Renovating an Old Home
Would you like to renovate an old home? House renovation, as opposed to new construction, is becoming more and more popular among families. Why is this? The first reason is often linked to a desire to maintain originality, but there are environmental concerns as well. However, purchasing and renovating an old home often involves multiple steps and major work. The project begins by bringing the house up to standard in order to ensure its safety. Then, you can renovate the old home into a place that reflects your needs and that will add significant value if you ever decide to sell or let the property.
Below we will go over a few tips and tricks on how to manage this type of renovation project in the best way possible!
Prior to beginning any sort of work, it is important to perform a complete inspection of your property to know exactly how big of a project will be required. Depending on the scale and nature of the work, an architect may be necessary for the renovation of your house. The location of the project will also add some additional constraints according to the city planning regulations of each county.
When inspecting the condition of your home, it is important to ask yourself certain questions in order to determine the strengths and weaknesses of your property.
Here are some examples of questions to ask:
- Is the foundation or structure of the house in good condition?
- Does the home’s thermal insulation need to be repaired?
- Is the plumbing showing signs of weakness?
- Does the house need to be re-framed?
- Is the roof covering damaged?
- Is the electrical system functioning correctly?
- Is the heating system of the house still adequate?
- Will you need to knock down any walls?
By answering these questions, you will be able to make a list of all the renovation work you will need to do. But in order to make sure your inspection does not miss or leave anything out, it is best to call in an architect.
Depending on the condition of the house, you may need to carry out some major work: insulation, replacing the roof, renovating the foundation, renovating the heating and electrical systems, etc. Or, you may only need to do minor changes, such as changing the windows, replacing the kitchen, etc.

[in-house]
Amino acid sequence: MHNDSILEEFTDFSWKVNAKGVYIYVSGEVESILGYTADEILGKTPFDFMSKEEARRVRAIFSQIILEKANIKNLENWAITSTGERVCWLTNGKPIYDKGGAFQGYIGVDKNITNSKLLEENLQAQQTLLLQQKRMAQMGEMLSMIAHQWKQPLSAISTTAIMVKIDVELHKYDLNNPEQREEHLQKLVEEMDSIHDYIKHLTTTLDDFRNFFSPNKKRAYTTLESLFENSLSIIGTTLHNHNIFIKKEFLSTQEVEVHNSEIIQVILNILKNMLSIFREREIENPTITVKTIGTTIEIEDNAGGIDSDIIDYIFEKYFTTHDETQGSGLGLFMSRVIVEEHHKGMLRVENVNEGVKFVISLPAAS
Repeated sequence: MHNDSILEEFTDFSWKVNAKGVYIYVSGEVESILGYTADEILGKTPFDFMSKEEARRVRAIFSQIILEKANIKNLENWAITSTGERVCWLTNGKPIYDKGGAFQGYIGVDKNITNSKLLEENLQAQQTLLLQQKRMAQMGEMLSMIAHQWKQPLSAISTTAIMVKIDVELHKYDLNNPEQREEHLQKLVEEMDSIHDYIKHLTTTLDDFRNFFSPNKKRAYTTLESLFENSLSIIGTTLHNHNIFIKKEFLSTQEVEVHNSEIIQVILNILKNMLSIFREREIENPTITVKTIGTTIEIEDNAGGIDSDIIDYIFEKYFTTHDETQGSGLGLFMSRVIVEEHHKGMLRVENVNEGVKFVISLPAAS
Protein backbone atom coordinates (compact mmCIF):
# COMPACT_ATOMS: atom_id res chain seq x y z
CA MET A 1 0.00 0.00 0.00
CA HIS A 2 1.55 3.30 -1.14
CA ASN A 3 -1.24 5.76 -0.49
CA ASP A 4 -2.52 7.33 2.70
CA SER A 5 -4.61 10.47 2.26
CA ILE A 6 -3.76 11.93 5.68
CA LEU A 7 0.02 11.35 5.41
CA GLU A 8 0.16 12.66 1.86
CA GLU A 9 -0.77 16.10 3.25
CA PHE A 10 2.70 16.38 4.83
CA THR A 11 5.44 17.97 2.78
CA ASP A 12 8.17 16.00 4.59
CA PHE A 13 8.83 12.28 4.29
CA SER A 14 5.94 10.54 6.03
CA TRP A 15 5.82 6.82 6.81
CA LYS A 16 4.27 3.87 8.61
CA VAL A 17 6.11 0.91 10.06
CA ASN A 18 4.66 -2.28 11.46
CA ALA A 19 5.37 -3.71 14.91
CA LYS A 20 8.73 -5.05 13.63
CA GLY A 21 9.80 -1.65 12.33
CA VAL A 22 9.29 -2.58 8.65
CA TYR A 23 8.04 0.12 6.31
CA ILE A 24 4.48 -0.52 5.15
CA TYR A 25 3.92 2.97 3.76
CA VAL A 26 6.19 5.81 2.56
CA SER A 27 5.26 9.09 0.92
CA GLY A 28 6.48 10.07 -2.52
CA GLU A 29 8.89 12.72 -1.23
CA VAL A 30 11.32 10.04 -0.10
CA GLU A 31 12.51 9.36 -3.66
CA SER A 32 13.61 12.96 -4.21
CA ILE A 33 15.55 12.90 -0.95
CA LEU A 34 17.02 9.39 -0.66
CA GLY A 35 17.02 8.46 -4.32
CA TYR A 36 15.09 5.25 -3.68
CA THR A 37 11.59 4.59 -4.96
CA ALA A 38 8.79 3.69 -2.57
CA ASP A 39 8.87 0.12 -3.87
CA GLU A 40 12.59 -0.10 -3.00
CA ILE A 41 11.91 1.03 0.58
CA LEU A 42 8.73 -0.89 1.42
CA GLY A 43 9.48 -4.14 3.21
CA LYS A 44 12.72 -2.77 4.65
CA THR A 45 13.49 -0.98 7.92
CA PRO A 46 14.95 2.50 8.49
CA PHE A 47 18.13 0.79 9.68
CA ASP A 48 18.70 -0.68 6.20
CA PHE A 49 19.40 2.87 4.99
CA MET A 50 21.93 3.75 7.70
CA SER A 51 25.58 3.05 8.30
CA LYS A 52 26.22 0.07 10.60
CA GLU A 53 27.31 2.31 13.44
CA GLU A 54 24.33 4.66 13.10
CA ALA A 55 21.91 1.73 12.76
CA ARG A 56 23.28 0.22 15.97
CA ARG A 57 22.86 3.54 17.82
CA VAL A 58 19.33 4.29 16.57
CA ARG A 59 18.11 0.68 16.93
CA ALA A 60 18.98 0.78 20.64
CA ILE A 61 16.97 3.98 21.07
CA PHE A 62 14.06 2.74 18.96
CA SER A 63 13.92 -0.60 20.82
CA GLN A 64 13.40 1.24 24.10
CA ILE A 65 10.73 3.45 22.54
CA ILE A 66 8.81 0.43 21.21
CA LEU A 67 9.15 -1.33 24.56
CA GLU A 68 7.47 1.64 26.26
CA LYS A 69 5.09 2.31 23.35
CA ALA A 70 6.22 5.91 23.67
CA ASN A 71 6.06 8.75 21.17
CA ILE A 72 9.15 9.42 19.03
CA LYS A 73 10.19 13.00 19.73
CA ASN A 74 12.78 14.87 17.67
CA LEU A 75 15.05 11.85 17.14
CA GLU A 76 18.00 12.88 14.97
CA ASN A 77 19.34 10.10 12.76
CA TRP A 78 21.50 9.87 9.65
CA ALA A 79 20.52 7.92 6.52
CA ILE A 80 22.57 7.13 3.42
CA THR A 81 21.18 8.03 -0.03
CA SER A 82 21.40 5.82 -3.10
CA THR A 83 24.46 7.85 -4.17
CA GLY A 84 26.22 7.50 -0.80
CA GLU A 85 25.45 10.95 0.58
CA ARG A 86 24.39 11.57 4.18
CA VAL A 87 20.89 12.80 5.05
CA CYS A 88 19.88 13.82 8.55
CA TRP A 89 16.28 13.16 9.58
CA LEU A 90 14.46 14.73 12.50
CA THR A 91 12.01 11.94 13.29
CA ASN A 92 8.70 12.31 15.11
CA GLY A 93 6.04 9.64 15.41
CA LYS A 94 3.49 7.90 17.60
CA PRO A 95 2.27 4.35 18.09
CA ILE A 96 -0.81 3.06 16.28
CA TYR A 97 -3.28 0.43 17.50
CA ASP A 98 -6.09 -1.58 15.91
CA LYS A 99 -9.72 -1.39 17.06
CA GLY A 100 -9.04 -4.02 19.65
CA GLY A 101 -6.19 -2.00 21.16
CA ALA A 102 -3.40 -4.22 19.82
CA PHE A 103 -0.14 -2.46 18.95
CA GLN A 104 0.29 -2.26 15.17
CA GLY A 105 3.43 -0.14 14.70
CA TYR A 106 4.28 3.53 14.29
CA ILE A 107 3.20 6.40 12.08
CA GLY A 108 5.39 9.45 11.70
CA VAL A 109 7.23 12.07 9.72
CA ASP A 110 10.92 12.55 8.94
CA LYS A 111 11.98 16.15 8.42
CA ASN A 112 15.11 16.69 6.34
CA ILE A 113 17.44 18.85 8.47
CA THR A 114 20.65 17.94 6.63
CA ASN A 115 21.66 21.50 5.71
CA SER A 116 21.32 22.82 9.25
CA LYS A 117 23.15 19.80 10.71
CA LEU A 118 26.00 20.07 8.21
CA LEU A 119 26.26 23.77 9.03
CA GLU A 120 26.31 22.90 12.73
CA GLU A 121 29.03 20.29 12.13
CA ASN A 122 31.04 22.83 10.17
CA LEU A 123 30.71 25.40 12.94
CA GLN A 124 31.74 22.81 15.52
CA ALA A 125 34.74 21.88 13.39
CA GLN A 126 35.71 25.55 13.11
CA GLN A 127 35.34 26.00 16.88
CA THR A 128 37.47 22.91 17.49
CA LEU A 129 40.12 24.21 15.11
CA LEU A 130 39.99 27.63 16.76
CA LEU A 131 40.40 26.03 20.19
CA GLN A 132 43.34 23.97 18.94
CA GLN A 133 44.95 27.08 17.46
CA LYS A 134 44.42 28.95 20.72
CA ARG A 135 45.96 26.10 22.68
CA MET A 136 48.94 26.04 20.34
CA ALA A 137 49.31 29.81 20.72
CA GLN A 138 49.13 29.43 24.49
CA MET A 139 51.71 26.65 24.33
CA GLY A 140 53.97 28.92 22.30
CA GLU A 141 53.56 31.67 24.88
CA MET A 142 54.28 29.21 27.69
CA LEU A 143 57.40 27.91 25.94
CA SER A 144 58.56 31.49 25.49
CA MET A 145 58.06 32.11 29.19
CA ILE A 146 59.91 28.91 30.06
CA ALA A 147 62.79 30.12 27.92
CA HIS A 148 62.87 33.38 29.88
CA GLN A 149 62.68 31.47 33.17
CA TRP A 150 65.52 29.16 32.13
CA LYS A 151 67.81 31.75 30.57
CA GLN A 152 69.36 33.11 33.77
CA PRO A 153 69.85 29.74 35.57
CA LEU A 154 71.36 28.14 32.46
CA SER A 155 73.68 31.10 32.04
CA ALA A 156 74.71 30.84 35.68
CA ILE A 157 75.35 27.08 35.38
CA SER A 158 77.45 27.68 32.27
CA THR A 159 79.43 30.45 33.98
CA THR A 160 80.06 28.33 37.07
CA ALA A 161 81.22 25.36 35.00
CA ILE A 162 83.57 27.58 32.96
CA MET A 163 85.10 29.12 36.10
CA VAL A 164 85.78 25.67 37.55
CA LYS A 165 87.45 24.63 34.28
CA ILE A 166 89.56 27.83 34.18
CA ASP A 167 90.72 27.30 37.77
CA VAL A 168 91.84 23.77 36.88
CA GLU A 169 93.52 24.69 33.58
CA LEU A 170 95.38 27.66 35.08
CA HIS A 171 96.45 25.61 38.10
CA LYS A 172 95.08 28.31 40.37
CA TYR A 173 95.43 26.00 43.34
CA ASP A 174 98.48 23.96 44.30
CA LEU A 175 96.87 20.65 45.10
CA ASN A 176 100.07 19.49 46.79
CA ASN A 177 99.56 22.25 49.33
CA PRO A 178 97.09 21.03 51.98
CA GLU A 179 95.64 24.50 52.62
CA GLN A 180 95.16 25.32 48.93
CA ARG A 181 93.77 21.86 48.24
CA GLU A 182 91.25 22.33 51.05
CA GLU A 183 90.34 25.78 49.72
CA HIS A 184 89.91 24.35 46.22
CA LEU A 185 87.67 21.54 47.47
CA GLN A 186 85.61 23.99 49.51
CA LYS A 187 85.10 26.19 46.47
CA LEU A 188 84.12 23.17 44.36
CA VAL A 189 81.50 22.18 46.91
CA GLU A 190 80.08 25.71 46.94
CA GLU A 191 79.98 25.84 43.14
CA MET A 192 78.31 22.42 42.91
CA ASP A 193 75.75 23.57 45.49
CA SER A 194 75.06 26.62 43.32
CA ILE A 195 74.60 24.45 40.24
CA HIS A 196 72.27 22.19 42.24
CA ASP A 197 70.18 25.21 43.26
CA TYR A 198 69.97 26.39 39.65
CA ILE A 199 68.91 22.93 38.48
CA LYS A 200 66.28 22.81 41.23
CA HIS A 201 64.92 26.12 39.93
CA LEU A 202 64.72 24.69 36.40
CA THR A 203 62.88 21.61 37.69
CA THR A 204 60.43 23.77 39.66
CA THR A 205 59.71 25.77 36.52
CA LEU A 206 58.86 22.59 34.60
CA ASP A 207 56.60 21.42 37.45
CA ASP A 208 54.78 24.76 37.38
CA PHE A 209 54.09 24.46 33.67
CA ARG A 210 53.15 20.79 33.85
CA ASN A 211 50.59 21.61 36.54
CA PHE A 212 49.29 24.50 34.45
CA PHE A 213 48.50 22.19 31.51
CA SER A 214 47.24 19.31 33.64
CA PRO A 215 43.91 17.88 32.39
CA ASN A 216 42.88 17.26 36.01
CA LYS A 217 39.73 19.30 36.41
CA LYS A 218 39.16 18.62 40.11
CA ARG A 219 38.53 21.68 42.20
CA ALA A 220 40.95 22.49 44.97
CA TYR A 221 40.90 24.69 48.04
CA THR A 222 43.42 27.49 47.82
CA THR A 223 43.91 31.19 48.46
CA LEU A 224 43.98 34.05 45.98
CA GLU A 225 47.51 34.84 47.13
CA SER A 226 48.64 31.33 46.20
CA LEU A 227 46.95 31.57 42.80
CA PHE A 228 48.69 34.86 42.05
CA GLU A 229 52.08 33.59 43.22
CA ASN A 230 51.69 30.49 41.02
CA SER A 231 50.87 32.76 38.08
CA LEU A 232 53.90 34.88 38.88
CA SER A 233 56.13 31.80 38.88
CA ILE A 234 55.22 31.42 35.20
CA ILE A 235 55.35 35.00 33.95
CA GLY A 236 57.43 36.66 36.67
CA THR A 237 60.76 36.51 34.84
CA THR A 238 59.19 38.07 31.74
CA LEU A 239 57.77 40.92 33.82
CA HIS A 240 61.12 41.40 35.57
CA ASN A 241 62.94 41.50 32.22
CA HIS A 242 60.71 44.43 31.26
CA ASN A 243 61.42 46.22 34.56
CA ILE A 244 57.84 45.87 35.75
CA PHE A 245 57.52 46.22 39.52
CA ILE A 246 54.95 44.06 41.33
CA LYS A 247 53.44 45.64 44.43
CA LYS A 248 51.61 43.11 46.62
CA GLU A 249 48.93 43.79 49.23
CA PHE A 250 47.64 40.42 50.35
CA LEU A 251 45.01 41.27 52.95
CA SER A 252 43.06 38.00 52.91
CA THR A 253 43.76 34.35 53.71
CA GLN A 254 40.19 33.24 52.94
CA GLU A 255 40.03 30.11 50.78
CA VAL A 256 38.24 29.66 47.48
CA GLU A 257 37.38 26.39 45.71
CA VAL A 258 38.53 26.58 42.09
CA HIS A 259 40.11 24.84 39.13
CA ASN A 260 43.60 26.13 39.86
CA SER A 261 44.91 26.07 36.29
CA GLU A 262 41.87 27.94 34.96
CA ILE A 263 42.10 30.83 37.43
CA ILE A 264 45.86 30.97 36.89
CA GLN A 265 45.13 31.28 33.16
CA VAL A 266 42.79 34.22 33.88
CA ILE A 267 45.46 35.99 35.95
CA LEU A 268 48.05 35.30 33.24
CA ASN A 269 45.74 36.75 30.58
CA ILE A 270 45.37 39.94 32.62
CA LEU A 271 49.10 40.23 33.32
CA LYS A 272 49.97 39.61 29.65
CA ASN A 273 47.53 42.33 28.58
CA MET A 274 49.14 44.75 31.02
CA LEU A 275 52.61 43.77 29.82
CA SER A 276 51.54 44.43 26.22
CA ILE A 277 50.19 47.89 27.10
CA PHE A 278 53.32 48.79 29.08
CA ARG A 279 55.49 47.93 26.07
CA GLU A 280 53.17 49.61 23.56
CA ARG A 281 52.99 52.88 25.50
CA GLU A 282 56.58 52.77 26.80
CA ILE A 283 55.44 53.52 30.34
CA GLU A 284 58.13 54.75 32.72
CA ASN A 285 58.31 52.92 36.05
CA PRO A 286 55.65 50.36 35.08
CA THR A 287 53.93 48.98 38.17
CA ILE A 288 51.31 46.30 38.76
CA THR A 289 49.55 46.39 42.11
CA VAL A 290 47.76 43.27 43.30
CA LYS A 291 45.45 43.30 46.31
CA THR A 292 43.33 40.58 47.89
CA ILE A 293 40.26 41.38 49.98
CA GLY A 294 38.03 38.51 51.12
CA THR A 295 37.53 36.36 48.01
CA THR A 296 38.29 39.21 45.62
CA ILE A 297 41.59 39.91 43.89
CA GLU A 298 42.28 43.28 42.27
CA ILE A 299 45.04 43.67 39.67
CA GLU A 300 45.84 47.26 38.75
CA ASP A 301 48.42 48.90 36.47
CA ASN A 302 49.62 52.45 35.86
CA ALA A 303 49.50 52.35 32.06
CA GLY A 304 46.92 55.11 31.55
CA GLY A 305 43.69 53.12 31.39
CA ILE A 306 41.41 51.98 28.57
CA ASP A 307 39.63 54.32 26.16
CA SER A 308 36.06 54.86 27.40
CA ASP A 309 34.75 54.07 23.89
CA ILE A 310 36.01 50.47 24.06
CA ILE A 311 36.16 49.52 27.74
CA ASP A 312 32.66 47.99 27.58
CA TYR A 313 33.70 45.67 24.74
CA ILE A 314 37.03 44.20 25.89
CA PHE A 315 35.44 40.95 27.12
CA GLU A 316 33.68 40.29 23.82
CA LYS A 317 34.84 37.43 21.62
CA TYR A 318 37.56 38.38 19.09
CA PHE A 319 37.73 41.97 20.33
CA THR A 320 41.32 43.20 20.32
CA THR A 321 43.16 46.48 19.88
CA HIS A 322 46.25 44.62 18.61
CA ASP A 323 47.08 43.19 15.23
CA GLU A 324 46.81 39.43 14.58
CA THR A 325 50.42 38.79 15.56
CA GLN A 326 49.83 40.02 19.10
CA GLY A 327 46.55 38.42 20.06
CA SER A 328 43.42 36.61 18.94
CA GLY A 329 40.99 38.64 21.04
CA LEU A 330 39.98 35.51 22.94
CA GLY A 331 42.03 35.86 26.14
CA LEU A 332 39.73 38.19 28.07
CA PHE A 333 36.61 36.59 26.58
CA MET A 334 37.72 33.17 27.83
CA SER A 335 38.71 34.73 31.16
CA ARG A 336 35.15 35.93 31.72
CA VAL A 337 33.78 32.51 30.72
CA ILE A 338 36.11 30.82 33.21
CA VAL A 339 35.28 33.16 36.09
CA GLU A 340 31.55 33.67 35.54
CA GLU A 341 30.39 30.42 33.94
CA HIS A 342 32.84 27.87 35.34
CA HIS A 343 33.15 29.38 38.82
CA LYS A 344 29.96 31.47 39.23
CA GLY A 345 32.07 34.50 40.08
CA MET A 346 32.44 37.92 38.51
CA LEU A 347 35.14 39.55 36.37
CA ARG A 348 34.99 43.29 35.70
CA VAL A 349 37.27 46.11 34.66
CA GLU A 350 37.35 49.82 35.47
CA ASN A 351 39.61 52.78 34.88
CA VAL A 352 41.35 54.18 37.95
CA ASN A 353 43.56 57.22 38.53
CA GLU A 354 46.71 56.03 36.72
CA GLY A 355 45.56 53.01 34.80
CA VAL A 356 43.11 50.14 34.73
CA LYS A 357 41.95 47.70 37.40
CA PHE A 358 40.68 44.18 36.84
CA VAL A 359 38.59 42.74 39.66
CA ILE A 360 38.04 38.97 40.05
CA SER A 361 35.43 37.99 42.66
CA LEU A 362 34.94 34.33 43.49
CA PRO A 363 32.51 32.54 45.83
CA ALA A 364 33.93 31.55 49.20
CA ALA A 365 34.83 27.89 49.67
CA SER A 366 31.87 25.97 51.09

Renovating While Also Maintaining Originality
Renovating an old house cannot be considered in the same way as a new construction project. You will often be faced with limitations that will restrict you from doing particular things. During the renovation, you will probably have to make choices and forego certain ideas that you had planned. Renovating an old house can bring unpleasant surprises (reinforcements that cannot be removed, pipes that have to be bypassed) but also pleasant ones as well (a beautiful original parquet floor under a carpet, a fireplace hidden in a wall).
You could instead opt for modernising the home while still maintaining its originality. One way to do this is by keeping the original materials and modernising them (stone walls, solid parquet, exposed beams, etc.).
The renovation of an old home is, in certain cases, subject to legal constraints. These can have an impact on a project’s feasibility and timeline.
Some homes, for example, may be of architectural or historic interest, and therefore be a Listed Building, or be in a conservation area that is protected by law. In England and Wales, these types of buildings are divided into three different groups – Grade I, Grade II*, or Grade III – and their legal constraints differ. Both Scotland and Northern Ireland have similar regulations, but are not exactly the same. Before beginning any sort of renovation, it is best to verify whether or not your house falls under one or more of these categories.
As with all renovation work, it will be necessary to find out about any possible regulations that could affect your project. This is why finding the right architect for your project can help turn your idea into a reality.
Ready to renovate your old home? Contact an architect specialised in old home renovation on find-my-architect.com to get started!